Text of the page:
It is interesting to discuss the implementation of the genre-based approach in Indonesian schools. In particular, It is important to discuss of Indonesian teachers’ adoption of teaching integrated English language skills using a new approach, and the problems they encounter during the process.
The implementation of the 2006 curriculum in the field has faced four main constraints.
First, the number of students is so large and their diversity – in terms of their motivation level, intellectual capability, cultural backgrounds, and access to educational resources – is so high that it’s hard to implement the 2006 curriculum.
The second constraint is the budget shortage. Several implications of this budget shortage include the large class size, the low teacher salary, and the lack of educational resources. No matter how good the curriculum guideline is, even an excellent teacher would find it extremely hard to deliver the 2006 syllabus effectively in a class of 40 to 50 students. This situation is worsened by the low salary. The majority of teachers have to do some moonlighting work after school and thus are not able to put enough energy and time into making class preparation, improving their quality, and enhancing their professional development. The 2006 syllabus is not followed by the changing of approaching used by the teacher in classroom. Teachers tend to teach more grammar and structure separately and explicitly out of their communicative competence. Teachers’ habitual and their previous experiences influence the way of their teaching. Some research found that the English teachers are not active users of English and they are not familiar with the genre-based approach. The limited budget also led to the lack of educational resources. Only exceptional schools have language laboratories, adequate libraries or self-access learning centers. Most schools don’t even provide a tape recorder and cassette tape to let students listen to model input.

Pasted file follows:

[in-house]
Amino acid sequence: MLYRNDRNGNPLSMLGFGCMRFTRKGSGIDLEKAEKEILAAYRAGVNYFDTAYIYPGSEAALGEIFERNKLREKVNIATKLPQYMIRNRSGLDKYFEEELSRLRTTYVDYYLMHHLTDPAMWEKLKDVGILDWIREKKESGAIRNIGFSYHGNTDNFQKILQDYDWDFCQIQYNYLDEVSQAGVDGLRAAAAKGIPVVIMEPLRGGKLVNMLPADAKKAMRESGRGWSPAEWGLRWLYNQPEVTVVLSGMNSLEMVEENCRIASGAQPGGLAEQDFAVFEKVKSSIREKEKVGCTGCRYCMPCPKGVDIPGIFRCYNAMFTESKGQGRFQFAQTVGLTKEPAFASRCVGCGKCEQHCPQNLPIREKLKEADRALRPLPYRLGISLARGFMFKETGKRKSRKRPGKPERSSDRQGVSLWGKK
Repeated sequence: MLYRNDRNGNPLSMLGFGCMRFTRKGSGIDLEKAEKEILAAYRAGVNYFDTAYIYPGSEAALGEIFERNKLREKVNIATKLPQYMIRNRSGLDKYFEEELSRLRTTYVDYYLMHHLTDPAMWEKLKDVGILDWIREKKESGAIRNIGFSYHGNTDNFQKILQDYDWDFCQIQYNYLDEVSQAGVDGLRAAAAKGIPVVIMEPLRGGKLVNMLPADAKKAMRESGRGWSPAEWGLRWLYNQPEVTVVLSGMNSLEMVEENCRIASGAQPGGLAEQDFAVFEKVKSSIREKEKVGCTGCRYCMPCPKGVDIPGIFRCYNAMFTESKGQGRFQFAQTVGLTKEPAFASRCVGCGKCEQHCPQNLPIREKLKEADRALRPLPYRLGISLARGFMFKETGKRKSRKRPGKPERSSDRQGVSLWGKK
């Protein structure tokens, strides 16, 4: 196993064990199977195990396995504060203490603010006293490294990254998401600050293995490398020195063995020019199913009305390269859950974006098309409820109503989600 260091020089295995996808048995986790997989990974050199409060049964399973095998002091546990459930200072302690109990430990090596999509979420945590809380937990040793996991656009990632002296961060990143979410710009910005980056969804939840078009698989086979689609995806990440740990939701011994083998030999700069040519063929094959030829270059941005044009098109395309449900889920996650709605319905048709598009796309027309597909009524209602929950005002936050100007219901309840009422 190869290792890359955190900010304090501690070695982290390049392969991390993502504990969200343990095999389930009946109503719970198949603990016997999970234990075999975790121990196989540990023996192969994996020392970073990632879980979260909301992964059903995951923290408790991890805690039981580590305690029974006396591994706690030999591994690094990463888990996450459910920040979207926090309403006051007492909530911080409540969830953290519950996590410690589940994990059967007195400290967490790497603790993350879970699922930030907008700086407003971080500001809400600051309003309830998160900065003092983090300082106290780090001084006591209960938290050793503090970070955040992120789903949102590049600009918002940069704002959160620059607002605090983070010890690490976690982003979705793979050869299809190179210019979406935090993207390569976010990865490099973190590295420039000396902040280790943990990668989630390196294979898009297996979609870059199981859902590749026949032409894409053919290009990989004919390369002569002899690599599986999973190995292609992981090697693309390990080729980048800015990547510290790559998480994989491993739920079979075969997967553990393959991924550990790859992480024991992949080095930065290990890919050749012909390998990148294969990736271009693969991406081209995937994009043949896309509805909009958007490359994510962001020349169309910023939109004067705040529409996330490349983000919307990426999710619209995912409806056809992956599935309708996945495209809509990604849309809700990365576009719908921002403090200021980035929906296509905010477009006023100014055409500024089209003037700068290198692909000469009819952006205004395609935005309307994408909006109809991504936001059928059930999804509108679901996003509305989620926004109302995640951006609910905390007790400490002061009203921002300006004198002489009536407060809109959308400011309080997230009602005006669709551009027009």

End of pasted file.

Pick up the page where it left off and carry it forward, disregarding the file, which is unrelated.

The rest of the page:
The third constraint is the nature of EFL learning environment. Indonesia doesn’t provide adequate exposure to English for the majority of the learners. This perhaps used to be a universal constraint among other countries where English is used as a foreign language. People did not have ready access to read and listen to English materials. Besides, at the immediate level, there are no urgent real needs for the majority of Indonesians – as well as no adequate resources – to develop communicative competence in English.
The last constraint is there has been mismatch between the commitment to competence and the insistence of the Ministry of Education to sustain the national examination for junior and senior high school levels. The national exam frenzy drives teachers to teach to the test and drill their students for several months of their last year in high school.
Summary and Recommendation
- There are different levels of understanding and ways of applying Genre based curriculum approach among those teachers in school. Those teachers to learn about this approach is through the formal training provided by the government.
- The curriculum changes in the Indonesian educational system for the teaching of English place a lot of stress and need for learning on teachers. Therefore, planning for this learning is critical for the success of the new program and the intended improvement in students’ learning.
- The teachers who participated in applying this approach do not fully understand the concept of the genre-based approach and are confused between the positive aspects of the genre-based approach and the principal pedagogical applications of genre theory in the classroom. Their limited understanding of this approach has influenced their confidence to use this approach in their classroom. In addition, there is a mismatch between the literature and most of the participants’ practical application of the genre-based approach for teaching English.